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Illustration: Aïda Amer/Axios

An order from President Trump that would ban TikTok in the U.S. is putting in jeopardy TikTok's plan to hire 10,000 U.S. employees, according to a source familiar with the company's thinking.

Why it matters: When TikTok first rolled out the job pledge, it served as a carrot in the political conflict over the social video service, but it's now being held out as a stick.

Between the lines: The company doesn't expect the move to affect current employees at this point, according to the source. TikTok employs about 1,500 people in the U.S., 1,000 of whom have joined in the past year.

  • The new jobs involve a mix of skills and locations across Texas, California, Florida, Tennessee and New York. Many of the jobs in Texas are slated to be sales-related, while Florida and Nashville, Tennessee were targeted as customer service hubs.

Meanwhile, the Wall Street Journal reported that TikTok was collecting user data using a technique banned by Google.

  • In a statement, TikTok said the current version of its app does not collect MAC address information, but the company did not respond to follow-up questions from Axios as to when and why it stopped collecting such information.

By the numbers: A new Harris Poll survey finds 57% of Americans support Trump’s executive order.

  • Nearly two-thirds of active TikTok users oppose the order, however.
  • Interestingly, more than 60% of both the overall sample and the active TikTok users said a sale to an American company wouldn't eliminate security concerns given TikTok's ties to China.

Go deeper: Earlier this week, I talked to CNBC about the challenges facing TikTok as it looks to find an American buyer for its U.S. operations.

Go deeper

Dan Primack, author of Pro Rata
Nov 6, 2020 - Economy & Business

Chinese short-video and live streaming app KuaiShou files for IPO

Illustration: Sarah Grillo/Axios

KuaiShou, a Chinese short-video and live streaming app, filed for a Hong Kong IPO that reportedly will seek to raise $5 billion.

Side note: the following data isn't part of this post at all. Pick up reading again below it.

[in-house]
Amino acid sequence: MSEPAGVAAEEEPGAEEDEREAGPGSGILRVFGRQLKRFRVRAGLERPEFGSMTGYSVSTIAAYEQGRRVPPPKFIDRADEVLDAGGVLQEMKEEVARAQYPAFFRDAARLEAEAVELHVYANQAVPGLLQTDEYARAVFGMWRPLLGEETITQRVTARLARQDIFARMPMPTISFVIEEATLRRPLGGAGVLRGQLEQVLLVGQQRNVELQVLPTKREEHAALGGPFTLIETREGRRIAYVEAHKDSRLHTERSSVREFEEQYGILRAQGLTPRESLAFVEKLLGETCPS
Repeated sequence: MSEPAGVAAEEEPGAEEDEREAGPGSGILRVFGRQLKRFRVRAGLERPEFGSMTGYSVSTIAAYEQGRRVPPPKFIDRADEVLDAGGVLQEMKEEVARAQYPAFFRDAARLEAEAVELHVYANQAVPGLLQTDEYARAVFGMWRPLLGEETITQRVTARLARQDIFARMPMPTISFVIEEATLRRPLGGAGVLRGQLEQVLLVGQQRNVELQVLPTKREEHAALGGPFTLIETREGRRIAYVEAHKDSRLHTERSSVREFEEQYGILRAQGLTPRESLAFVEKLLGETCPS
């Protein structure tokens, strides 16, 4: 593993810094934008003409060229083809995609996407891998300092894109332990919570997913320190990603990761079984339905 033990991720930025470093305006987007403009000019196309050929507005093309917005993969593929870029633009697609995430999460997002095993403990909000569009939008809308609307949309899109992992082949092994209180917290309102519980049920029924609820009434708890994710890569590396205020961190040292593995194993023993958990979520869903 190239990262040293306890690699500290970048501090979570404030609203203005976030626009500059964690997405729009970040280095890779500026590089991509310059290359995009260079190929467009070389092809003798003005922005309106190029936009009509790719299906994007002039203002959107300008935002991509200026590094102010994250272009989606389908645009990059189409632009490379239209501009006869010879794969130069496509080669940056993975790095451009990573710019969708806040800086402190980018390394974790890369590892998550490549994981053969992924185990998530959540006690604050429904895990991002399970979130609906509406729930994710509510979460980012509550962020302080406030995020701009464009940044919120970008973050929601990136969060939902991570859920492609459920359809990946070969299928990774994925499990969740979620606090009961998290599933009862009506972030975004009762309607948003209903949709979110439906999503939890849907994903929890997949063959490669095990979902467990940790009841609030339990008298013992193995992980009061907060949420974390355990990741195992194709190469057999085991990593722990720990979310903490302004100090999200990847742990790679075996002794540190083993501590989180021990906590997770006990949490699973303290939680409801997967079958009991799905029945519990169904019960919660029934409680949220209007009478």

Why it matters: This reflects the booming market for TikTok-style services in China, as KuaiShou claims to have over 300 million daily users. Its rivals include Douyin (ByteDance's Chinese version of TikTok) and Nasdaq-listed Bilibili (which, like KuaiShou, includes Tencent and Alibaba as shareholders).

Woman who allegedly stole laptop from Pelosi's office to sell to Russia is arrested

Photo: FBI

A woman accused of breaching the Capitol and planning to sell to Russia a laptop or hard drive she allegedly stole from Speaker Nancy Pelosi's office was arrested in Pennsylvania's Middle District Monday, the Department of Justice said.

Driving the news: Riley June Williams, 22, is charged with illegally entering the Capitol as well as violent entry and disorderly conduct. She has not been charged over the laptop allegation and the case remains under investigation, per the DOJ.

Biden will reverse Trump's attempt to lift COVID-related travel restrictions

Photo: Tasos Katopodis via Getty

The incoming Biden administration will reverse President Trump's last-minute order to lift COVID-19 related travel restrictions, Jen Psaki, the incoming White House press secretary, tweeted.

Why it matters: President Trump ordered entry bans lifted for travelers from the U.K., Ireland, Brazil and much of Europe to go into effect Jan. 26, but the Biden administration will "strengthen public health measures around international travel in order to further mitigate the spread of COVID-19," Jen Psaki said. Biden will be inaugurated on Wednesday, Jan. 20 and Trump will no longer be president by the time the order is set to go into effect.

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